As public-interest environmental lawyers at Earthjustice, we’ve gone up against our share of billion-dollar companies that don’t have the best interests of the environment and planet at heart. While we count on the power of justice to overcome their almighty dollars, every so often, we win a victory so big, so fulfilling, so right, because it brings together years of hard work and opens up opportunities and hope for the future.
July 15 was one of those days. That was when our team—including associate attorney Kylie Wager, litigation assistant Julie Parks, community organizers Stanley Chang and Rebecca Soon, and me—got the news that Hawai‘i’s Public Utilities Commission (PUC) had rejected the $4.3 billion sale of HECO, Hawai‘i’s main utility, to Florida-based NextEra Energy.
That utility takeover would have been the biggest business deal in Hawai‘i’s history, and also the biggest threat to Hawai‘i’s energy future. Less than a decade ago, the state was stuck burning imported oil for more than 90 percent of its electric power. This fossil fuel dependency saddled consumers with the highest electric rates in the nation, but it also helped spark a clean energy revolution. Now, almost 1 in 5 HECO customers gets their energy from rooftop solar—straight from the sun. This momentum recently inspired Hawai‘i to adopt the ambitious goal of using 100 percent renewable energy by 2045.
Then came NextEra, whose utility business, Florida Power & Light, is notorious for gutting energy efficiency goals, fighting rooftop solar, investing in gas fracking ventures and massive gas and nuclear plants, and resorting to political muscle to get its way. Just when rooftop solar was opening the door to new clean energy markets and consumer choices, NextEra sought to take us back to the top-down, fossil-fueled monopoly of the past.
As the centerpiece of the takeover deal, the utilities proposed a huge, $1 billion-plus conversion of their generation system to liquefied natural gas (LNG), boasting NextEra’s experience as the nation’s largest utility consumer of gas. This LNG scheme would have locked Hawai‘i into burning yet another fossil fuel for decades or longer.
With Hawai‘i seen as a clean energy leader and “postcard from the future,” all eyes were watching, and the stakes couldn’t have been higher. Earthjustice intervened in this PUC “case of the century” on behalf of the Sierra Club, opposing the takeover because of NextEra’s Florida track record and its failure to chart a different path for Hawai‘i.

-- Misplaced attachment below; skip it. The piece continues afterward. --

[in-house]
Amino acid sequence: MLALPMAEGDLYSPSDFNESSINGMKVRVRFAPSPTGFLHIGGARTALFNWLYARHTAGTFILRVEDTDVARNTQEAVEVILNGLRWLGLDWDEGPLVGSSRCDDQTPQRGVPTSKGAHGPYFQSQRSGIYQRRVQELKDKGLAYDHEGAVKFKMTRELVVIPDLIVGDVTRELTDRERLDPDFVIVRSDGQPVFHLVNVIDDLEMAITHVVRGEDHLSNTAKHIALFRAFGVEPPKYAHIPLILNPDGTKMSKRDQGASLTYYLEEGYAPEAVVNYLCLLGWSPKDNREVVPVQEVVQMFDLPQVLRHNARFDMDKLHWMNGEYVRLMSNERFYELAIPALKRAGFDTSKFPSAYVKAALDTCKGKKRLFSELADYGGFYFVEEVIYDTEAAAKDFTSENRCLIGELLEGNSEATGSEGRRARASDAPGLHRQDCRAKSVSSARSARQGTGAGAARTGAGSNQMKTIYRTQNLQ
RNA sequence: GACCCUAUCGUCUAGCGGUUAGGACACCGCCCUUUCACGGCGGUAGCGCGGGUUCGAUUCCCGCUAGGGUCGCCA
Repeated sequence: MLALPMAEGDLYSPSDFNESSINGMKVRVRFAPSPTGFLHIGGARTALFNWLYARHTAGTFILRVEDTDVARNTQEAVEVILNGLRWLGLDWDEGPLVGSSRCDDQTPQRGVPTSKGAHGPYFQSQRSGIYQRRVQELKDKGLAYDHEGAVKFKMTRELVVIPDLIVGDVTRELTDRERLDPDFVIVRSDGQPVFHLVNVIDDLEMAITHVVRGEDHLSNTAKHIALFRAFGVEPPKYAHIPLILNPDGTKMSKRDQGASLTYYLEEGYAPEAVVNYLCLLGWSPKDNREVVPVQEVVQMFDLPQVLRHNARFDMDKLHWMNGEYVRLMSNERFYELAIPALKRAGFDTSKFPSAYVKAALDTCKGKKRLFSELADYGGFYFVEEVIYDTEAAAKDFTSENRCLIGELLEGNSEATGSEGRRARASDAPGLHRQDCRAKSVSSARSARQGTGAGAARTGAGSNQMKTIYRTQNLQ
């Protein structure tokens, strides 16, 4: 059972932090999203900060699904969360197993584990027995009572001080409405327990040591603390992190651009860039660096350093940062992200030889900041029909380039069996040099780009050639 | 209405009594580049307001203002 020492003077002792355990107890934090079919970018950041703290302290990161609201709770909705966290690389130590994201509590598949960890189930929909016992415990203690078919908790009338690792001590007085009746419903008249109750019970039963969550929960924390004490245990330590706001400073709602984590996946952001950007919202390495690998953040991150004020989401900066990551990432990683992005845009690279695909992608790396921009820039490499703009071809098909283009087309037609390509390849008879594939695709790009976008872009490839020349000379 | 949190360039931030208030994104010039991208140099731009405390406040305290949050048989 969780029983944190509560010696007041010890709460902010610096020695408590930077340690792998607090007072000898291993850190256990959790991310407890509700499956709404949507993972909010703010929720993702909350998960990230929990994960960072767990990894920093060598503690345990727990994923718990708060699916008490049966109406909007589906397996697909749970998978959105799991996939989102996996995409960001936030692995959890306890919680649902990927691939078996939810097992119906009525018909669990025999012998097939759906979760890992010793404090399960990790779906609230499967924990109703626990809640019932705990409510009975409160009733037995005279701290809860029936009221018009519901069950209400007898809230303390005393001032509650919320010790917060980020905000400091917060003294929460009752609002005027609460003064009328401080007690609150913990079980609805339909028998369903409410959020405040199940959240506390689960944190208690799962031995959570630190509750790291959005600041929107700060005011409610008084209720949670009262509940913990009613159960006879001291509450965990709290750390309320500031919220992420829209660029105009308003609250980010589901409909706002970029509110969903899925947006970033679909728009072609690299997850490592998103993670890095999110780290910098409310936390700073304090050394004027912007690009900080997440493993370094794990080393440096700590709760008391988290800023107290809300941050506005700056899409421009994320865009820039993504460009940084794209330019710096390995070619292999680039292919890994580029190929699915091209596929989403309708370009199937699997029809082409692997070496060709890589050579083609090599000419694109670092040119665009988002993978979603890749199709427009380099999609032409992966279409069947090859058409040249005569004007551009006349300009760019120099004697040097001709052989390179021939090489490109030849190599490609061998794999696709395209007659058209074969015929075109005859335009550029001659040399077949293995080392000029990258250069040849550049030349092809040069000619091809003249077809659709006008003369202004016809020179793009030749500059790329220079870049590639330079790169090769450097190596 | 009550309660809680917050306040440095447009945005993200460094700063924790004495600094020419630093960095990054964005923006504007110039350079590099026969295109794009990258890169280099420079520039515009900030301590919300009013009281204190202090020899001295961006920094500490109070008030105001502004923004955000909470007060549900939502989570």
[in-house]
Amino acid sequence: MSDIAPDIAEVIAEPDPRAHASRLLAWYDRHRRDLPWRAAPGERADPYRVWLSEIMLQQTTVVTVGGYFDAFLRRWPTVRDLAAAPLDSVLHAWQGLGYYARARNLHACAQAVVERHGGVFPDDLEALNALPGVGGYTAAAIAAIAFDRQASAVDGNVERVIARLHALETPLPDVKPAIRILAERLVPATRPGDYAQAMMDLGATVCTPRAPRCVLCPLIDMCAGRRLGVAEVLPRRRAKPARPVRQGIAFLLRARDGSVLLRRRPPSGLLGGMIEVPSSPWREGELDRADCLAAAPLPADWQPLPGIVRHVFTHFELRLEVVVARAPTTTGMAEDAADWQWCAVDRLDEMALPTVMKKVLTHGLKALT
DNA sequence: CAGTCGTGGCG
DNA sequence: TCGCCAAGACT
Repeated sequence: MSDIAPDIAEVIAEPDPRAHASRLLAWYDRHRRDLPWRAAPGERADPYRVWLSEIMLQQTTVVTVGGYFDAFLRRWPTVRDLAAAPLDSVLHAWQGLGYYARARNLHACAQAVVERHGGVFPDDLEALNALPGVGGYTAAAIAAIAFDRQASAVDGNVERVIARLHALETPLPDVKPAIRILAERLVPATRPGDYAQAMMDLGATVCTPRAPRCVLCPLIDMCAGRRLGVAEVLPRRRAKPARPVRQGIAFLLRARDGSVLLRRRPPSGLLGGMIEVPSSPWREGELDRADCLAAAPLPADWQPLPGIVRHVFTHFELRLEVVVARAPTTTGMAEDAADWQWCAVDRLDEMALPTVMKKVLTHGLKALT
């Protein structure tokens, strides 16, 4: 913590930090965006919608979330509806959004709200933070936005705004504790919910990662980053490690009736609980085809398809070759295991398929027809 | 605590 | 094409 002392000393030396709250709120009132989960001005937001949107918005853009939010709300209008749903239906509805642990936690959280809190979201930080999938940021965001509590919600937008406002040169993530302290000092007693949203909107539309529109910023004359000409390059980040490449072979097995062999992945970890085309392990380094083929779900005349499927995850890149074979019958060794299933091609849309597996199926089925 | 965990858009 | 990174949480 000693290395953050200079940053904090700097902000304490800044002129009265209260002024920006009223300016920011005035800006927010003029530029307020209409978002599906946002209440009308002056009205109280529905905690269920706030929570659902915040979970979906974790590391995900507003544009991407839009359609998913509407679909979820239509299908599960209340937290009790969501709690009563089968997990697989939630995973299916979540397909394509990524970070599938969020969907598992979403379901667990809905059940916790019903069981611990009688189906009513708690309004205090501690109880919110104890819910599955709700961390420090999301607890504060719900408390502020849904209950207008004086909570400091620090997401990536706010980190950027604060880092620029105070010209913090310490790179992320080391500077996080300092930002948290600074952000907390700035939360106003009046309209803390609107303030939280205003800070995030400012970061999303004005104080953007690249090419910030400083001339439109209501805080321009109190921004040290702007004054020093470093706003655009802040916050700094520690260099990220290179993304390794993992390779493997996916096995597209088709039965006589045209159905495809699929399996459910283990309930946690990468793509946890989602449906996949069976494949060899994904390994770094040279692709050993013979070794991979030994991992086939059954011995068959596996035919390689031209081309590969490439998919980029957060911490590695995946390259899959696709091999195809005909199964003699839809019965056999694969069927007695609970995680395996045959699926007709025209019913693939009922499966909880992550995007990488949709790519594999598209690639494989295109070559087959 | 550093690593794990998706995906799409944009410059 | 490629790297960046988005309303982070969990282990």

We joined a wave of opposition throughout the state, which included Governor David Ige and state and county legislators led by Representative Chris Lee—along with practically the entire Hawai‘i energy community. Like the governor, many saw the need for a new clean energy model, rather than a bigger utility monopoly.
An overwhelming majority of the public also opposed the deal, and their numbers only grew over time. Kapua Keli‘ikoa-Kamai, for example, stood up against the LNG plans because she and her family live on the west side of O‘ahu, where the utilities proposed to build a new gas-fired power plant. University of Hawai‘i students Kristen Jamieson, the school’s sustainability coordinator, and Jeff Kim, chapter leader of Citizen’s Climate Lobby Honolulu, mobilized fellow students to testify against the takeover at public hearings. Many others took a stand before the PUC and in public forums, which included hearings on every island, a 22-day administrative trial and months of media coverage and commentary.
Despite such widespread opposition, rejection of the takeover was far from certain. The corporate world tends to view such deals as a fact of life, and the acquiring companies often essentially buy the approval of government and the public with millions of dollars in propaganda and deal sweeteners. Thus, even as the case went downhill for the utilities—for example, with the “SnackGate” incident, when an email uncovered in the trial revealed that NextEra saw the takeover as a “snack on the way to their desired buffet luncheon to acquire other regulated utilities”—analysts were still predicting that the takeover would be approved.
That’s why the July 15 victory—one of only a handful of rejections in the decades-long history of utility mergers—truly made history. In a remarkable show of solidarity, Hawai‘i demonstrated its commitment to a clean energy transformation. The power of the almighty dollar—$4.3 billion of them—could not overcome the power of the people.
The takeover rejection, however, is just the beginning of our work to build a new clean energy system. The proposed takeover galvanized the people of Hawai‘i and spurred discussion of alternatives to traditional utilities. The Hawai‘i state legislature just allocated $1.2 million to investigate such alternatives, including publicly owned utilities and independent grid operators, which may help avoid the inherent conflict when investor-owned utilities favor their profits above the public interest.
Time will tell whether this case was a turning point on the road to a renewable energy revolution. In the meantime, Hawai‘i is charting new paths for the nation and world. Earthjustice has stayed the course in the region for years and throughout this case, and we remain committed to realizing a 100 percent clean energy future.